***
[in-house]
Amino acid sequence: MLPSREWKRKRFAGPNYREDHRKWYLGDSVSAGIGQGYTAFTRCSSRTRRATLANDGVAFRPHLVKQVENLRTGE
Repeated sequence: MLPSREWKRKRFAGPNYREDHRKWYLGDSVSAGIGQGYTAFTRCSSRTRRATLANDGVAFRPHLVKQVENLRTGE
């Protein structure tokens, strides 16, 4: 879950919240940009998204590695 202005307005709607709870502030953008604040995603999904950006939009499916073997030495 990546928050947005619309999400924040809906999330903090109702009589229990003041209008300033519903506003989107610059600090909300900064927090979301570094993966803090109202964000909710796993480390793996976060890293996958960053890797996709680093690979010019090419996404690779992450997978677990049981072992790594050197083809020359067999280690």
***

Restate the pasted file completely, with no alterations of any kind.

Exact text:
[in-house]
Amino acid sequence: MLPSREWKRKRFAGPNYREDHRKWYLGDSVSAGIGQGYTAFTRCSSRTRRATLANDGVAFRPHLVKQVENLRTGE
Repeated sequence: MLPSREWKRKRFAGPNYREDHRKWYLGDSVSAGIGQGYTAFTRCSSRTRRATLANDGVAFRPHLVKQVENLRTGE
């Protein structure tokens, strides 16, 4: 879950919240940009998204590695 202005307005709607709870502030953008604040995603999904950006939009499916073997030495 990546928050947005619309999400924040809906999330903090109702009589229990003041209008300033519903506003989107610059600090909300900064927090979301570094993966803090109202964000909710796993480390793996976060890293996958960053890797996709680093690979010019090419996404690779992450997978677990049981072992790594050197083809020359067999280690």